Ultimate Guide To Mint Tea (Recipe Included)

Mint tea is one of the best herbal teas out there. You’ve probably had at least one cup in your entire life, and were pretty impressed by now literally cool it was.

For me mint tea is something that will always remind me of grandma, and going into the woods to pick berries or mushrooms. We’d always come back with something, and sometimes it would be freshly picked mint.

So this guide’s meant to teach you everything about mint tea, starting with the basics.

mint tea

What is mint tea ?

Mint tea is an infusion made from the dried leaves (and sometimes stems) of the mint plant. There are several mint plants as this is a large family of plants, but the most commonly used are spearmint and peppermint.

Tea can be made from both variations, and I’ll get into that in a bit.

Mint tea, being a herbal tea, does not contain caffeine and has several health benefits that make it a staple in anyone’s home. It’s been in use for many centuries, and is known pretty much anywhere on the planet.

Is mint a herb ?

Yes, mint is a herb. It belongs to the Mentha family, which includes nearly 24 species of mint. Not all of them are used for tea, or are available for regular use, but the most common ones like spearmint and peppermint are.

As it is a herb, it is commonly used both in cooking and preparing drinks (Mojito comes to mint, as does Hugo), usually in its fresh, raw form. For tea though, you need the completely dried leaves of the mint plant, in order to get the right flavor.

Mint is a perennial herb, meaning it will live for several years before you need to plant it again. So if you have your own little mint plant at home, you can pick it time and time again and make your own tea from it.

Peppermint vs spearmint

As there are several mint types, not all of them are used regularly. But there are 2 variations that have stood out over the centuries.

Both are real mint, and they have fairly different flavors. While both are minty and contain menthol, they’re a bit different from one another.

Peppermint is the spicier one (hence the name containing ‘pepper’), and is most often used in foods, especially around the holidays. Think peppermint back, candy canes and peppermint hot cocoa.

It’s the most potent mint type, and in truth that’s because it’s actually a hybrid between spearmint and water mint. The hybridization happened naturally, ages ago, and made peppermint the strongest mint out there.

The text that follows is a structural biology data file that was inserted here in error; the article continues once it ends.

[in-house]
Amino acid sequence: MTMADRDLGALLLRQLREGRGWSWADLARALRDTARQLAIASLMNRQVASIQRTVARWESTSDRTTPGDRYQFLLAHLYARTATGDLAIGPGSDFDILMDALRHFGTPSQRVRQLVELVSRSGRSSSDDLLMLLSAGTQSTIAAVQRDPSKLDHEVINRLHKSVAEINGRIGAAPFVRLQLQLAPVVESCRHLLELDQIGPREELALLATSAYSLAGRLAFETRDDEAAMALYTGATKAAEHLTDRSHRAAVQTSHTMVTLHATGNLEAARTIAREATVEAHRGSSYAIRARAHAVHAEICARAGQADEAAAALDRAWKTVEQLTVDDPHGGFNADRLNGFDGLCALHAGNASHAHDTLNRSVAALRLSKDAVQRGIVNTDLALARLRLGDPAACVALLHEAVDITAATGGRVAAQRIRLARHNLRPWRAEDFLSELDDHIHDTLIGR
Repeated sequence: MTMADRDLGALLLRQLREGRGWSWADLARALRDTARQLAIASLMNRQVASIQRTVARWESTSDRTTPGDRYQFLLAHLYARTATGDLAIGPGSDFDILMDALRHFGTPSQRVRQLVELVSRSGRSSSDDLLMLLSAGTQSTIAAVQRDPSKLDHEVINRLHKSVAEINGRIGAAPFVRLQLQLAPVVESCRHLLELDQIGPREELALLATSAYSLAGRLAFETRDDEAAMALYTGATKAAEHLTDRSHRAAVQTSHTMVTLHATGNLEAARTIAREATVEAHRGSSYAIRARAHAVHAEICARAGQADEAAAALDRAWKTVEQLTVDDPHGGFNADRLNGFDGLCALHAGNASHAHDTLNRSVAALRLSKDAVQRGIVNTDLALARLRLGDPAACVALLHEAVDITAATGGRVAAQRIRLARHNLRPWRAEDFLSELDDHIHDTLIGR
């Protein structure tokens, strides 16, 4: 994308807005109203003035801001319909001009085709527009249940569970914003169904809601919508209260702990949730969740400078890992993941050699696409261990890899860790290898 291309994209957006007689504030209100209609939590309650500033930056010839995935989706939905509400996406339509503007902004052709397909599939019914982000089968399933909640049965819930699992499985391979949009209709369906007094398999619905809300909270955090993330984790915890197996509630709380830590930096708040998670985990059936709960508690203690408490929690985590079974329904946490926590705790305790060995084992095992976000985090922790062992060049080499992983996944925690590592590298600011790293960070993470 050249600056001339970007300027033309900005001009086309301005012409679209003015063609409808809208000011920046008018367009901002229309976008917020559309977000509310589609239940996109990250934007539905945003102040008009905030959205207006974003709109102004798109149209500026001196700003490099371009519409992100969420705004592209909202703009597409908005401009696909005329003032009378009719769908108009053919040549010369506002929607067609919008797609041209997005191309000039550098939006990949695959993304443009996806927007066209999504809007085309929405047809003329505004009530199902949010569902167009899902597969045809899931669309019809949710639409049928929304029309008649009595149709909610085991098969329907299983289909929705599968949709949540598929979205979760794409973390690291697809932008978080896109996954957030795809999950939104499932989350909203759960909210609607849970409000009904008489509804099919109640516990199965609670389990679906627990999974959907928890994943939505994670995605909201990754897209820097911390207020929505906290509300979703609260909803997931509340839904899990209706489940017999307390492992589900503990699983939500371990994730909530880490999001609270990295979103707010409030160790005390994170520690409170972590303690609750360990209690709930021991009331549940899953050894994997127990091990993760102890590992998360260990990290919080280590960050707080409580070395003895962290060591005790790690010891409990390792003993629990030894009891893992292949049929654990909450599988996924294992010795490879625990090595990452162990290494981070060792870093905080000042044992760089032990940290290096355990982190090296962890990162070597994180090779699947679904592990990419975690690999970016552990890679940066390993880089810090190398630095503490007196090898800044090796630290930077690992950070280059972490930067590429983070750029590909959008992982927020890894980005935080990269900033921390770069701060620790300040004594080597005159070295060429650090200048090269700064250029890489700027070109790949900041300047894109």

It’s got a higher menthol content – about 40% – and that’s what makes it so in-your-face minty. It also makes it the best candidate for tea, since you won’t need as much as spearmint.

peppermint vs spearmint

As for spearmint, this is the ‘original’ mint, in that it’s the most common variety and seems to be at the base of most hybrids or variations. It’s got a lower menthol concentration, almost tiny in comparison with peppermint. But, it’s also noticeably sweeter.

Spearmint is the milder, sweeter version of mint, and it’s usually got more minty, herb-like flavor rather than actual mint essential oil. So it’s more of a delicate mint. You can make tea out of spearmint as well, you just need to know to expect less than with peppermint.

Where does mint come from ?

Mint is native to many parts of the world, and it has several cultivars, variations and hybrids as a result. You’ll find mint indigenous to the U.S., European mint, African mint, Asian mint, and so on.

Most of the time though, ‘mint’ is meant as spearmint, as it’s the most common variety. It’s originally from Europe, and Southern Asia, reaching all the way from Ireland to Southern China.

It naturalized in other continents as well, so you will not find it happily growing in the Americas, as well as North and South Africa. In some places it may need to be replanted every year, since it might not survive very harsh winters.

So if you were wondering where your mint comes from, the answer is that it could come from anywhere, since it’s a widely grown plant and might be in your backyard as well.

How to make mint tea (mint tea recipe)

Alright, now you know what mint is, where it’s from, and the whole peppermint vs spearmint discussion. But how do you actually make mint tea ?

First, we need to clarify that using fresh mint leaves for tea will not get you the same flavor as dried mint leaves.

I know, it sounds insane. Why use dried leaves when you have fresh ? The problem is the very fact that they are fresh.

You see, adding fresh mint leaves to very hot water (about 90 C/194 F) will result in a minty brew, yes, but also an overly herb-like flavor as well. The freshness would make the leaves act as if they were scalded.

So, dried leaves have all moisture from them removed, and only the menthol and flavor left in them. Which is why they’re preferable to use in tea, rather than fresh leaves.

You can try with fresh leaves if you like, but be warned that it might not turn out as you like.

Now let’s get to exactly how to make this mint tea. You’ll need:

  • 9 oz of hot water, 90 C/194 F
  • 3 heaping teaspoons of dried mint leaves